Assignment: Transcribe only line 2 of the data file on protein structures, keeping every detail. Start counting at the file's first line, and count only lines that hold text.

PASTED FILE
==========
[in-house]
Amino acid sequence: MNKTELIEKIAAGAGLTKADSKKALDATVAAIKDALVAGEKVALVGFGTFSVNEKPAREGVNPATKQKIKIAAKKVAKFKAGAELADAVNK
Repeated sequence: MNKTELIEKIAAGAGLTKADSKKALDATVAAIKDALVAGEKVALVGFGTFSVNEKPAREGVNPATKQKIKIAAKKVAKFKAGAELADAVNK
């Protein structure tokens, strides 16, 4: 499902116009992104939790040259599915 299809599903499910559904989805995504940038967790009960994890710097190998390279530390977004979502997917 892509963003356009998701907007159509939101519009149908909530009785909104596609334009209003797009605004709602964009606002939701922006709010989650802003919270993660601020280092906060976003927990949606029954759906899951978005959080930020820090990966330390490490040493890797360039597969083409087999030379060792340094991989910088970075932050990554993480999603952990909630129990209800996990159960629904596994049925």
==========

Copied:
Amino acid sequence: MNKTELIEKIAAGAGLTKADSKKALDATVAAIKDALVAGEKVALVGFGTFSVNEKPAREGVNPATKQKIKIAAKKVAKFKAGAELADAVNK